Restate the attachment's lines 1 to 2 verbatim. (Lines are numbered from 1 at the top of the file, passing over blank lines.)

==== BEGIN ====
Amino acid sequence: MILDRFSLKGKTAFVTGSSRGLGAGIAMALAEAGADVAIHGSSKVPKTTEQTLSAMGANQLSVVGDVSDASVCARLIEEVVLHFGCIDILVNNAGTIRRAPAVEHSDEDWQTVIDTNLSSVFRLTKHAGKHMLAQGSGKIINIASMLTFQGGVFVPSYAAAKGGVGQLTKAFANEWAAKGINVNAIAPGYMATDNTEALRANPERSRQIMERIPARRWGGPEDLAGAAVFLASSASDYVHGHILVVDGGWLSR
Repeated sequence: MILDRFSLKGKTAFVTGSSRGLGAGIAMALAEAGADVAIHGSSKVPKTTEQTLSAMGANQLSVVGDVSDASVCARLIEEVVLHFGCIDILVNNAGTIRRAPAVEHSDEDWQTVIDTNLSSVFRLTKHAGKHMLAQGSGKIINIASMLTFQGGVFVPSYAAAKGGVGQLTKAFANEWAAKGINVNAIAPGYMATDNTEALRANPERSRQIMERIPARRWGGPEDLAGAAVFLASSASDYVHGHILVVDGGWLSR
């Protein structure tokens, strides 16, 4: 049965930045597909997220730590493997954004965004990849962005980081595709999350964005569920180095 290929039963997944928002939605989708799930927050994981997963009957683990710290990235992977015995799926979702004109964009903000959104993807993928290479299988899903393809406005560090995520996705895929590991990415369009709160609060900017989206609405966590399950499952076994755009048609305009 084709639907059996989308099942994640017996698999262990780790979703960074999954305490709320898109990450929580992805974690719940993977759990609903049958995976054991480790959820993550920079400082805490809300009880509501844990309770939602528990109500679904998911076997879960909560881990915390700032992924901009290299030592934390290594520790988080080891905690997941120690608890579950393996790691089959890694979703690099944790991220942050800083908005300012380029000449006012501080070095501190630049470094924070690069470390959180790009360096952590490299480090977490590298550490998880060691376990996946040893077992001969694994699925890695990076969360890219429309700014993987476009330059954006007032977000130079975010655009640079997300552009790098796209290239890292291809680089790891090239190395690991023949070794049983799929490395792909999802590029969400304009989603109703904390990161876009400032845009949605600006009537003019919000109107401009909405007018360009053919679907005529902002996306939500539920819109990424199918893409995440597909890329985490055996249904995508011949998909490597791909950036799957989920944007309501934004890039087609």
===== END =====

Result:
Amino acid sequence: MILDRFSLKGKTAFVTGSSRGLGAGIAMALAEAGADVAIHGSSKVPKTTEQTLSAMGANQLSVVGDVSDASVCARLIEEVVLHFGCIDILVNNAGTIRRAPAVEHSDEDWQTVIDTNLSSVFRLTKHAGKHMLAQGSGKIINIASMLTFQGGVFVPSYAAAKGGVGQLTKAFANEWAAKGINVNAIAPGYMATDNTEALRANPERSRQIMERIPARRWGGPEDLAGAAVFLASSASDYVHGHILVVDGGWLSR
Repeated sequence: MILDRFSLKGKTAFVTGSSRGLGAGIAMALAEAGADVAIHGSSKVPKTTEQTLSAMGANQLSVVGDVSDASVCARLIEEVVLHFGCIDILVNNAGTIRRAPAVEHSDEDWQTVIDTNLSSVFRLTKHAGKHMLAQGSGKIINIASMLTFQGGVFVPSYAAAKGGVGQLTKAFANEWAAKGINVNAIAPGYMATDNTEALRANPERSRQIMERIPARRWGGPEDLAGAAVFLASSASDYVHGHILVVDGGWLSR